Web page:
Thinking about starting a freelance healthcare writing business, but you’re not sure how to get started? You’ve come to the right place.
It’s scary even thinking about starting a business, I know. I have been there.
I started my freelance healthcare writing business officially in 2015. That was after 2 years of writing and not telling anyone what I was doing…not even my husband. Why? I didn’t want to look like a failure. I am a perfectionist (as most writers are), and I wanted to make sure I knew what I was doing before I created a business out of it.
Back then, I did a LOT of Google searching. I first didn’t know that freelance writing was an actual career. Here I was selling articles at $5 for 500 words. WHAT?!? I don’t recommend that, but at the time, I was thrilled! I was getting paid to write!
Here’s your guide to getting your freelance healthcare writing business launched for 2020!
The Guide to Starting Your Freelance Healthcare Writing Business
1. Know Your Offer
When it comes to the words “Freelance Writing,” it’s a huuuuuge area of writing topics. You can write things like:
- Blog articles
- Magazine articles
- Brochures/Print Copy
- Website copy
- CME Courses
And the list goes on!
My advice, start with one, like a blog article. It’s simple. If you are a healthcare provider, you are looking to write in the healthcare niche (though this isn’t always the answer, for the sake of my blog, we’re going to stick with health as our board topic).
2. Set Rates
One of the biggest questions I receive from coaching clients is, “What do I charge?” It’s a huge answer.
First, it depends on what you’re writing. If you are writing a technical piece, I would charge more than a blog post. It comes down to time. How long will it take you? If you don’t know, take a guess.
The advice I give is to set your rate at double what you make an hour at your nursing job. That’s a good starting point because you have to account for business expenses and your time.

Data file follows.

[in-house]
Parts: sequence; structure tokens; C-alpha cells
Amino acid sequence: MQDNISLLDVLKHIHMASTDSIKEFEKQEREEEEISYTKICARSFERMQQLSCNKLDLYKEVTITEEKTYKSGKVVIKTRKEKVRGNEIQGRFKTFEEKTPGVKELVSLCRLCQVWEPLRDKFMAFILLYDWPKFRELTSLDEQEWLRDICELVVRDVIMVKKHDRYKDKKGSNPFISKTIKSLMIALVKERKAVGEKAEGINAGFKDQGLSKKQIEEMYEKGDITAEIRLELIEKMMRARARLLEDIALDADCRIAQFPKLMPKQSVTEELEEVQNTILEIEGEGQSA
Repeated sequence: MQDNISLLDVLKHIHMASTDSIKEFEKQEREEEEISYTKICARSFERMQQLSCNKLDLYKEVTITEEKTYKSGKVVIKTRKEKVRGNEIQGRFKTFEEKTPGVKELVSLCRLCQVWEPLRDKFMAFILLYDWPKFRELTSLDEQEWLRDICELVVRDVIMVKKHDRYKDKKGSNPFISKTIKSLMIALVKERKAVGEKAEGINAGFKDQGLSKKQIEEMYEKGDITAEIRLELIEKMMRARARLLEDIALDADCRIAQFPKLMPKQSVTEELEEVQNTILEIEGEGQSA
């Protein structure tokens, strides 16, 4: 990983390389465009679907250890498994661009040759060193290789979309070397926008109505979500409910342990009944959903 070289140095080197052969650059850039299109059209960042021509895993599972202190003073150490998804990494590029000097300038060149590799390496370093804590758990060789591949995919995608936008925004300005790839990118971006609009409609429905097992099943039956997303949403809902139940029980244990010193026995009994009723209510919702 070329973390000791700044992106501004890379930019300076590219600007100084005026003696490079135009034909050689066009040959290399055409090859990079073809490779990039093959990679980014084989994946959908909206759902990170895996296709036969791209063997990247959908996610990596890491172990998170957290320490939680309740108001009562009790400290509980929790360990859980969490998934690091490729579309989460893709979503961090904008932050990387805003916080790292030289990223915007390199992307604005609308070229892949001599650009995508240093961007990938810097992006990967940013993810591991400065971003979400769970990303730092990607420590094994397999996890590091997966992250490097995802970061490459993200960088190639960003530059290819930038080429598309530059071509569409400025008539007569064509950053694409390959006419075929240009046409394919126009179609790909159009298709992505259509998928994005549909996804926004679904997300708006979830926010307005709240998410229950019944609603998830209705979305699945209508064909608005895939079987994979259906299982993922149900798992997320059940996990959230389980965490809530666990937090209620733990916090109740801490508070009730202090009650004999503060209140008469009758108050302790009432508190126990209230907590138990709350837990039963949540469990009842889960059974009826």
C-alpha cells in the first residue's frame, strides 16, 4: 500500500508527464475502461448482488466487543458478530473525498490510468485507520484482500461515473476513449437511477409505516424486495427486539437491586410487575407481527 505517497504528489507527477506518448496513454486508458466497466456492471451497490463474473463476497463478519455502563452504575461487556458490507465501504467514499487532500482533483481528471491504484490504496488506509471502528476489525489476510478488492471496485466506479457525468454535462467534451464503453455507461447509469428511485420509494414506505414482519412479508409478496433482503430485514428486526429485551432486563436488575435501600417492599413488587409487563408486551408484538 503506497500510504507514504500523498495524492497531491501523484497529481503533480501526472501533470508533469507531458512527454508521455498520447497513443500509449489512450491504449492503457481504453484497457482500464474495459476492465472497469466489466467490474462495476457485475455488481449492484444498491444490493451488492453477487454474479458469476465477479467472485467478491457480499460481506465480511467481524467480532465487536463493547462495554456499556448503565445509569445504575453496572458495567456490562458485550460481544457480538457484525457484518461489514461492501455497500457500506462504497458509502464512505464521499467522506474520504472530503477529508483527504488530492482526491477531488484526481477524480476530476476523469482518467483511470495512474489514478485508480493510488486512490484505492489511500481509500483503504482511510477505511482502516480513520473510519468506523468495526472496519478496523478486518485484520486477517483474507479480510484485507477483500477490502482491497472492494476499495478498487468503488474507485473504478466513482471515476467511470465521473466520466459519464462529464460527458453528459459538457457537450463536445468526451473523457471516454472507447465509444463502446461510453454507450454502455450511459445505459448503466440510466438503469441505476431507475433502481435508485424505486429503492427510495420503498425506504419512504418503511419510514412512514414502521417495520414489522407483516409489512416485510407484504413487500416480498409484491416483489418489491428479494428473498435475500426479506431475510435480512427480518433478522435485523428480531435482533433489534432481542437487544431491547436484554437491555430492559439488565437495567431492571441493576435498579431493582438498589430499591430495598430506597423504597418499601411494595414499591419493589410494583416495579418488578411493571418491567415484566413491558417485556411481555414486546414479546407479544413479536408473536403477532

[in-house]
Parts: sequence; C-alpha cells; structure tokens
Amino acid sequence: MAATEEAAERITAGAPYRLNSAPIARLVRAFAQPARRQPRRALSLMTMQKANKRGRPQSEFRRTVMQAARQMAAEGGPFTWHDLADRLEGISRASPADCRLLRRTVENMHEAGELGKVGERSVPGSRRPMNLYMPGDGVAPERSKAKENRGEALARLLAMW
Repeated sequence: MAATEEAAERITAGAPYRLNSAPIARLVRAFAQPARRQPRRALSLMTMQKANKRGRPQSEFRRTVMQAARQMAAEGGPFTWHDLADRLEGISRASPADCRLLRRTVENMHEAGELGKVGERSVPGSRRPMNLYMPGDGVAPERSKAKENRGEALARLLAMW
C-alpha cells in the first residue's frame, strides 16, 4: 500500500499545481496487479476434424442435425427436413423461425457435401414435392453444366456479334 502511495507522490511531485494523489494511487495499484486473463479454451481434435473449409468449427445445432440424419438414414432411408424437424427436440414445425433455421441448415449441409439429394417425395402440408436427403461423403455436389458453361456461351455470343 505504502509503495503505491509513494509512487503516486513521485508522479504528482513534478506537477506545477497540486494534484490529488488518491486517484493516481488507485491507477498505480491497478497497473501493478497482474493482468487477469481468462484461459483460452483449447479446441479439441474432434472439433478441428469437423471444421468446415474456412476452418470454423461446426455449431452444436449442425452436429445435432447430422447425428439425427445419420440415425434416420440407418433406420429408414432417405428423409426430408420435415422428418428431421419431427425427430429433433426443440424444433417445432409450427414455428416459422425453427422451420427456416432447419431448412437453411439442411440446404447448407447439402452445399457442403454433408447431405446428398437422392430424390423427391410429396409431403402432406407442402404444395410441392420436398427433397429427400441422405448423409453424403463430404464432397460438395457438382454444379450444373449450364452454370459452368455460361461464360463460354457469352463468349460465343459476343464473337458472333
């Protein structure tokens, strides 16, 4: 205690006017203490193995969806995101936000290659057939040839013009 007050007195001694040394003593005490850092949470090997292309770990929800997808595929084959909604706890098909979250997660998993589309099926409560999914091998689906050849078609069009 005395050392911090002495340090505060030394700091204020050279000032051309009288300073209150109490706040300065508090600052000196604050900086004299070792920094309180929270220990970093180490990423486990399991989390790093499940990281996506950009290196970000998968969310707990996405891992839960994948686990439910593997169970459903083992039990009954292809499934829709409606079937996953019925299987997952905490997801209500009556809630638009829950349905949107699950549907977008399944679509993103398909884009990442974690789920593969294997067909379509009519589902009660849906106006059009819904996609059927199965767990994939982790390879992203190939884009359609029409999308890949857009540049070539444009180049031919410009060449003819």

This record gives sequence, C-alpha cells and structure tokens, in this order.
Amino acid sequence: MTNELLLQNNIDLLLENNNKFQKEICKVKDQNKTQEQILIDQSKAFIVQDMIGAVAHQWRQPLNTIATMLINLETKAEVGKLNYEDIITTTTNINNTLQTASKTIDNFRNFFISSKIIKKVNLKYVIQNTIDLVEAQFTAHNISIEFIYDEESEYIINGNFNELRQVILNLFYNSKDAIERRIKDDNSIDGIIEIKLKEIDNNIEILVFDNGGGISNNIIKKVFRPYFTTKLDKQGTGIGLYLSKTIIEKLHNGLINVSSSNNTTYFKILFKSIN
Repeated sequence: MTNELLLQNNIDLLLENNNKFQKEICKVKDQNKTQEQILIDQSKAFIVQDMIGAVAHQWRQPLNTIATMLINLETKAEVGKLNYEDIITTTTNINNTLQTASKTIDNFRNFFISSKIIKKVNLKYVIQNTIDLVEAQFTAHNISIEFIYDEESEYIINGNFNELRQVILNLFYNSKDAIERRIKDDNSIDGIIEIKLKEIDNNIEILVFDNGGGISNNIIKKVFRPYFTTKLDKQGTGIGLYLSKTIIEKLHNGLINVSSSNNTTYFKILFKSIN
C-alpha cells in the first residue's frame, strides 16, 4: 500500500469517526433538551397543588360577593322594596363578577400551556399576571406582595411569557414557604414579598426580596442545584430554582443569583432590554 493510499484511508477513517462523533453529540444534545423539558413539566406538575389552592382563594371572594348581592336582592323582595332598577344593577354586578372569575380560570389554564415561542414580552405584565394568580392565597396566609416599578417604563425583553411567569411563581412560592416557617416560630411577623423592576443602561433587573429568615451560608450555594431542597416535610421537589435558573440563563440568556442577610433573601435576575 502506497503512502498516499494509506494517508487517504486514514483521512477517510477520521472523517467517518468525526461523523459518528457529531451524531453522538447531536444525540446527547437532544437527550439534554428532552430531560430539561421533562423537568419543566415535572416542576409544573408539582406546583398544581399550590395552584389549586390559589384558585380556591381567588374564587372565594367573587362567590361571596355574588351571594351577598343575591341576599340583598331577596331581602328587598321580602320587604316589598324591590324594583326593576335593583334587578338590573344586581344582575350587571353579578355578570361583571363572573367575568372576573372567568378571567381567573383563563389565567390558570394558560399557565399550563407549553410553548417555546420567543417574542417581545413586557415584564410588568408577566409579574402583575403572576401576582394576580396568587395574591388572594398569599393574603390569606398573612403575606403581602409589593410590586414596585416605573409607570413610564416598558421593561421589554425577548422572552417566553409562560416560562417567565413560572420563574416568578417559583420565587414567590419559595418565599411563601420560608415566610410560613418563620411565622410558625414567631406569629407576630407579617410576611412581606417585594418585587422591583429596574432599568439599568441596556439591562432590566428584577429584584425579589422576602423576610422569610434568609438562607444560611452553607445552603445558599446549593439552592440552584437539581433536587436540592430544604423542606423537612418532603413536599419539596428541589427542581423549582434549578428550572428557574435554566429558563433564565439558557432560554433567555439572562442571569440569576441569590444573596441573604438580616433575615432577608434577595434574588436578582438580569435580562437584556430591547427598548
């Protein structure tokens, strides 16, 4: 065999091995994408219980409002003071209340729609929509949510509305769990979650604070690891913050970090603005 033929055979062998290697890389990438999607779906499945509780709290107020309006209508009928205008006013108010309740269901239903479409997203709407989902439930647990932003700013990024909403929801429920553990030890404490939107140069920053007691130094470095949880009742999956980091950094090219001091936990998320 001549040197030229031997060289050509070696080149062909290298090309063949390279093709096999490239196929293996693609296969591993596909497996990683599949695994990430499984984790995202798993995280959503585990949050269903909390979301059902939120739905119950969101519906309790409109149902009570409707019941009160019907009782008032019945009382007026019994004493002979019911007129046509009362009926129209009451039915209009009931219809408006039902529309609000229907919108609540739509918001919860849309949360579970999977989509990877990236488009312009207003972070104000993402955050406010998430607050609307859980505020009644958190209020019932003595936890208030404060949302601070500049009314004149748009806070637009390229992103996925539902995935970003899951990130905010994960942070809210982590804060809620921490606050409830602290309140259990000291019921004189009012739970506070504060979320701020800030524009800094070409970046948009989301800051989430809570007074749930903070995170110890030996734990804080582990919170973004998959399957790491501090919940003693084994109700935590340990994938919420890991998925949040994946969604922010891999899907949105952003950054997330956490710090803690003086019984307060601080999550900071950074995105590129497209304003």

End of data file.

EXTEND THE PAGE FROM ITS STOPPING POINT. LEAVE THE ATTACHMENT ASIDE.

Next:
Some companies will ask you your “hourly rate,” and some will ask “per word” rate. I like to charge per project rates. For example, a 500-700 word blog post gives me a 200-word gap.
No one wants a wordy article, so if you have enough content for 500 words, so be it, you’ll get the same rate. Whereas, if you are charging per word, you may be tempted to add additional wording to your article, to make a few more bucks.
Hourly rates in freelance healthcare are hard to estimate because clients don’t understand that research for an article can take some time.
As you write more, you will begin to develop your writing process and things will get faster every time, and that’s the key because you will be increasing rates then.
Increase those rates every 3-6 months! I’m not kidding. You are worth it. Companies don’t want to write content, and with a freelance healthcare professional as part of their team, they want your input! Even if you only up to your rate $10, up it!
3. Set Up Your Website
I use WordPress (now) for my freelance healthcare website platform. I love Squarespace, but as my business grew, I had to come over to WordPress for traffic and such. For a new writer who is not familiar with building websites to use, I recommend, Squarespace for their website building.
It’s a simple space to create a professional-looking website.
Make sure you have samples, contact information, and an about me section on your website for clients to explore.
While you’re at it, set up your LinkedIn profile. LinkedIn is one of the best places for me to find and connect with clients. When you set up LinkedIn, have a great photo and a summary that leads your clients to your website.
4. Gain Clients
Now that you have a website and ideas for rates, it’s time to get a client! I suggest you check out my post on the Pitching Process to help you gain your first client.
How else can you get work as a freelance healthcare writer? You can check out job boards, join the Savvy Scribe Collective, and ask around your local area if they hire freelance healthcare writers.
Get your feet wet with some guest posting to blogs you enjoy! Another way is you can start a blog of your own if you are interested in a specific topic.
5. Contracts and Legalities
After you gain a client, make sure they have a contract, or you have a contract for them to sign. It keeps everyone legal, and it WILL come back to bite you someday if you don’t have anything. This website offers 5 templates for freelancers for contracts. Use it, even if your client seems nice and compliant. You don’t want to chase your money and have to do a million rewrites if they aren’t happy.
Setting up your business as an LLC is important too. Why? It keeps your personal and business life separate. Start to deposit your writing checks to a business checking account so you can file taxes and know precisely what’s going in and out in your business.
Ready to start? Take this guide and RUN! I want you to succeed and offer additional coaching that will dive way more in-depth to this business of freelance healthcare business!
If you’re ready to start exploring if freelance writing is your next PRN job, or even full time, I invite you to download: